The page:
Category: OpEd

Why We Need Indigenous Peoples’ Day

By Kate Bennett

 

Across the country, Americans spend the second Monday of October celebrating Columbus Day. Why? Because it is a federal holiday and typically a day off from work and school. But does Columbus really deserve his own day? I don’t think so.

As children, we were taught that Columbus is renowned for discovering America and establishing civilization on the new land, and therefore should be celebrated and honored. In elementary school I was taught that Columbus found America, befriended the natives, and then society developed from there. Columbus was made out to be a hero, and the starting point for our country.

Later on, I learned the truth. Columbus and the Native Americans hadn’t gotten along so well, as he enforced his ideals and plans upon the land. In the FIG class I took at SMCC, I learned the truth about Columbus. If I’m being honest, Columbus was straight-up evil. Columbus began the process of colonizing the land that was already home to native people. Apparently he thought of himself as being superior to the native people. Columbus would punish the Caribbean Native Americans’ by cutting off body parts, including their noses and ears, both of which I find especially disturbing. Columbus would enforce punishments if someone did something against him. For example, if someone stole from him he might have punished them by cutting off one of their hands.

Columbus is not worthy of being recognized on the federal level every year. He destroyed the Native Americans’ culture and does not deserve this level of recognition. Instead, we should be recognizing the native people of this country by celebrating Indigenous Peoples’ Day.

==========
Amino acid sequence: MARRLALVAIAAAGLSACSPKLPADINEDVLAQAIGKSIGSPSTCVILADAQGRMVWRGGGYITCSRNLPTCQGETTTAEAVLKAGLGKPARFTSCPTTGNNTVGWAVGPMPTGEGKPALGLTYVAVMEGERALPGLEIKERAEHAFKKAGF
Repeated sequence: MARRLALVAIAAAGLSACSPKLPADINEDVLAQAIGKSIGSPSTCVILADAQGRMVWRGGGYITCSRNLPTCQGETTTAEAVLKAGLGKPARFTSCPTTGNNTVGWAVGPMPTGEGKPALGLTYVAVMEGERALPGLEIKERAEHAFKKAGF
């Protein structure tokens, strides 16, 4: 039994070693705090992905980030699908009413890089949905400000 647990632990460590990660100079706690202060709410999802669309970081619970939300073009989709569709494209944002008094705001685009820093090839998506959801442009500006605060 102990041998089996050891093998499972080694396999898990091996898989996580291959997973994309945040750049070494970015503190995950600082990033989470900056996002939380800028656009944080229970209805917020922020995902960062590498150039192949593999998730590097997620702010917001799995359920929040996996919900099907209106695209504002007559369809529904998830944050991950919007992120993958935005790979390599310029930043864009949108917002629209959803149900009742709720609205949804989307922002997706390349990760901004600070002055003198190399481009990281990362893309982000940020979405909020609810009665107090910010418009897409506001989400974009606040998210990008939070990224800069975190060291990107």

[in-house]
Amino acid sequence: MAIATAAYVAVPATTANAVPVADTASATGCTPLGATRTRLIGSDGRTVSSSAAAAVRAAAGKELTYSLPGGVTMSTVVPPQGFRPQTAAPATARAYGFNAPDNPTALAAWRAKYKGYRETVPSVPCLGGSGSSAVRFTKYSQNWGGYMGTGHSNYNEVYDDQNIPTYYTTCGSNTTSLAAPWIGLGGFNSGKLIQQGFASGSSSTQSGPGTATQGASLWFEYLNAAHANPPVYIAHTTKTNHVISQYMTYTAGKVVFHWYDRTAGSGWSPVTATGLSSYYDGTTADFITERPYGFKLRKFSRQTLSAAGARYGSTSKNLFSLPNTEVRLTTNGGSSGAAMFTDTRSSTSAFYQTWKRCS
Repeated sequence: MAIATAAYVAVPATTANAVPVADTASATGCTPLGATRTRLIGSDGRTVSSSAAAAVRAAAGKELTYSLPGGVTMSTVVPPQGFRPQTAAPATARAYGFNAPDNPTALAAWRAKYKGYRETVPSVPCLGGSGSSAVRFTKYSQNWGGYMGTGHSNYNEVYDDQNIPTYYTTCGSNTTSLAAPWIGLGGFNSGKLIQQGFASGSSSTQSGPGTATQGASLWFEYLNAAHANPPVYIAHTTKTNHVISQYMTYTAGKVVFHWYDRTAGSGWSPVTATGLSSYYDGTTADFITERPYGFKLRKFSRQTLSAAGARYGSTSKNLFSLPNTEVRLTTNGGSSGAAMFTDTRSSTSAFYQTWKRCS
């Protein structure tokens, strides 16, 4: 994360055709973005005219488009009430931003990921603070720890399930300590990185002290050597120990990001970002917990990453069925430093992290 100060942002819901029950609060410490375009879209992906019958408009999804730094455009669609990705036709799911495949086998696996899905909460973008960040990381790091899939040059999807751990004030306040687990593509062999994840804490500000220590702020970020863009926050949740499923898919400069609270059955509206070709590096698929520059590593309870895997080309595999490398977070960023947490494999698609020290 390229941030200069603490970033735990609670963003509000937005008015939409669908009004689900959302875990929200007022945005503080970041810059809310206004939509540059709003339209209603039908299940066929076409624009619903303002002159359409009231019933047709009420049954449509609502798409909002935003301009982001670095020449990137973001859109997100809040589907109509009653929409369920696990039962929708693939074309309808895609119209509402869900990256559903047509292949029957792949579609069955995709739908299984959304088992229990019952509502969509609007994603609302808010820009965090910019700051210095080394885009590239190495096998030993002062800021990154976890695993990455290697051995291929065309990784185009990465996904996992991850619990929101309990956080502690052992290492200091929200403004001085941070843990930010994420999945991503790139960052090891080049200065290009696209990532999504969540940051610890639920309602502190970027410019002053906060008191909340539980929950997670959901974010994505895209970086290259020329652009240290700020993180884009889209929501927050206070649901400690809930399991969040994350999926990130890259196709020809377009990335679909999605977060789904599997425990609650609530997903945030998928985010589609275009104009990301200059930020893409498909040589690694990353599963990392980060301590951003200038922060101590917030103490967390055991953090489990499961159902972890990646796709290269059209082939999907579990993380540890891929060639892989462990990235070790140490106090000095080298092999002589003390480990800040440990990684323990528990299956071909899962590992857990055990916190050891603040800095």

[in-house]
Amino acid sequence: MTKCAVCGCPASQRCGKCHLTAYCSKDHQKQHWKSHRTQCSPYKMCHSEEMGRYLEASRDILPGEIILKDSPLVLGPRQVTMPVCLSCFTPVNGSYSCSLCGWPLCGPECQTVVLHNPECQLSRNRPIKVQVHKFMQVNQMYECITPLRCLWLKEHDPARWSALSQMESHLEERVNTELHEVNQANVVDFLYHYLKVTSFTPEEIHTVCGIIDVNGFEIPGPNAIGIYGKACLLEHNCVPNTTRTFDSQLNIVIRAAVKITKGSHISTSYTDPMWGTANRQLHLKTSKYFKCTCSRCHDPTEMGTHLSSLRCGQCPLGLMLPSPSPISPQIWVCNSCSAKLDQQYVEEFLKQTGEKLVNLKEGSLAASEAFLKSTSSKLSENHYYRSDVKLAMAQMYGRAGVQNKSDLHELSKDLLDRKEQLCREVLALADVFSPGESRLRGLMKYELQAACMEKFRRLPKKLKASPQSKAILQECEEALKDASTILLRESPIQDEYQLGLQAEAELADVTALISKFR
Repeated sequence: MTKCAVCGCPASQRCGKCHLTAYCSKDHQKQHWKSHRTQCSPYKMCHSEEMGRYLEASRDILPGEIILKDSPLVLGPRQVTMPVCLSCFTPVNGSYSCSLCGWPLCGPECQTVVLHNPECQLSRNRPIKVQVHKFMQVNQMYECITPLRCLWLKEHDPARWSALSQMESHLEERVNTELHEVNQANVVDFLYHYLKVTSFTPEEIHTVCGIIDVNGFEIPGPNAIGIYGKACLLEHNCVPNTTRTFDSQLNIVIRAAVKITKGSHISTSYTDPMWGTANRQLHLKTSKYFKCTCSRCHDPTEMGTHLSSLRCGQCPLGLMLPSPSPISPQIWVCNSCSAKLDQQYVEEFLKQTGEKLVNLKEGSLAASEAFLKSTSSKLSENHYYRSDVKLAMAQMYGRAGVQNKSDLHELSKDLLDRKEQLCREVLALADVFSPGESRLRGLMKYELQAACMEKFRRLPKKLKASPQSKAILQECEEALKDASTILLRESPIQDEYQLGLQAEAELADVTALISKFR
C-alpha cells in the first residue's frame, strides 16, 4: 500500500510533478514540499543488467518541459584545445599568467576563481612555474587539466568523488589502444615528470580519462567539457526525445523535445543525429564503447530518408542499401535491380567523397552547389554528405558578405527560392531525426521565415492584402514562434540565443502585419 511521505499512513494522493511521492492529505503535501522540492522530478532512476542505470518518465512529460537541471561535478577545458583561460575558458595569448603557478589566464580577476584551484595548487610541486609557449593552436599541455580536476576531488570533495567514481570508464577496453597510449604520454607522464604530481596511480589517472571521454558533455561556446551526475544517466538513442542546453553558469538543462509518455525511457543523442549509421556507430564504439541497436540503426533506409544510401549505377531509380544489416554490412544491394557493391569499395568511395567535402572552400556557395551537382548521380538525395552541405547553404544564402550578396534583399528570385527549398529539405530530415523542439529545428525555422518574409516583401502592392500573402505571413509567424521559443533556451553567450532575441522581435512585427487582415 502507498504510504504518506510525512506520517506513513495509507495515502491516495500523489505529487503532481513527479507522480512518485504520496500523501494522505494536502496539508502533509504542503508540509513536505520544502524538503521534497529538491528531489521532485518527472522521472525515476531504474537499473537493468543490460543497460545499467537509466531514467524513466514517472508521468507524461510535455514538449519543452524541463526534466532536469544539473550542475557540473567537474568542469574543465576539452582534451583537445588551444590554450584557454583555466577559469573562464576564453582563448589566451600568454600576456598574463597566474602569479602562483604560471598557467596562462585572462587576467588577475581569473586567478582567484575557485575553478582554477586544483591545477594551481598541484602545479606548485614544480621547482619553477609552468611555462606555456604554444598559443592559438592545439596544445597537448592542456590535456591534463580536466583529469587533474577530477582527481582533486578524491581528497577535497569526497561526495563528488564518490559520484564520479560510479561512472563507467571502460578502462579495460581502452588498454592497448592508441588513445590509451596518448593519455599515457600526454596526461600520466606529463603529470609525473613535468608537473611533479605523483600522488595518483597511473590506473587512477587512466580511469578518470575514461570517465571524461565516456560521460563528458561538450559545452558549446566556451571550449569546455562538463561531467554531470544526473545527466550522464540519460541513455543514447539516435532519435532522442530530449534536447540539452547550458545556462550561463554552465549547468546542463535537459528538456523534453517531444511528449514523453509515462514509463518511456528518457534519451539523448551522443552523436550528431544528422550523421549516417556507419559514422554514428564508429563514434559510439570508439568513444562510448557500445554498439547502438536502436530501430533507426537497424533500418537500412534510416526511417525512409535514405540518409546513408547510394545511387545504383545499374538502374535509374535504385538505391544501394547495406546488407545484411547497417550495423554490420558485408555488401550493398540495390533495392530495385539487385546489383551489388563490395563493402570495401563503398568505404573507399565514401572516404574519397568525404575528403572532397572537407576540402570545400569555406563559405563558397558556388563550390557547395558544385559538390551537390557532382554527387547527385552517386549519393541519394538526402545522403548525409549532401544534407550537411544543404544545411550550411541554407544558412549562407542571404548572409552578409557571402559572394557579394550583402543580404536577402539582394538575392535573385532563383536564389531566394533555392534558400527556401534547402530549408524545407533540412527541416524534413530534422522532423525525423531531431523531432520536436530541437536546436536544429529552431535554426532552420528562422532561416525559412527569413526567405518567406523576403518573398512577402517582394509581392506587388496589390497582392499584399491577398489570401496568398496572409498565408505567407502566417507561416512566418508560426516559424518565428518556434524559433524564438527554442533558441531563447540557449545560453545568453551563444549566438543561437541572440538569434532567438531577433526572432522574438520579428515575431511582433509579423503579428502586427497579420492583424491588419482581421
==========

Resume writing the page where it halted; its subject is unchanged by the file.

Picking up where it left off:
Indigenous Peoples’ Day would be a day to recognize the Native Americans, because they were the actual start of society here in America. From Columbus’s aggressive actions towards the Native Americans to the Native Americans losing most of their land and being forced into a culture that wasn’t their own, Native Americans have gone through a lot since people started migrating to their land. Instead of Columbus, Native Americans deserve to be recognized federally by changing Columbus Day to Indigenous Peoples’ Day. Some cities have already started making this change, one of them being Portland, Maine.

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What If…

By Lloyd Metcalf

 

What if SMCC were off the grid? If we throw out all budgetary concerns, what would the ripple effect look like for SMCC to go to a completely self-sufficient power and energy system?

We would be a shining jewel of a campus gleaming in the state at the forefront of alternative energy. It would not be a small feat, but it would be a milestone accomplishment. We would be launched into the spotlight as brilliant leaders with global thinking and application of ideals. We would be an example to our community. The ability of our students and staff would be highlighted everywhere.

What alternative energies, you may ask? This is not just a solar-panel scenario, but wind and tidal turbines as well. Wind turbines don’t need to be giant behemoths with tremendous propellers whop-whop-whopping away. Vertical-axis spiral turbines are far more efficient, eco-friendly and quiet. Tidal turbines can harness the ocean tides, operating off the ebb and flow without intruding significantly on aquatic life.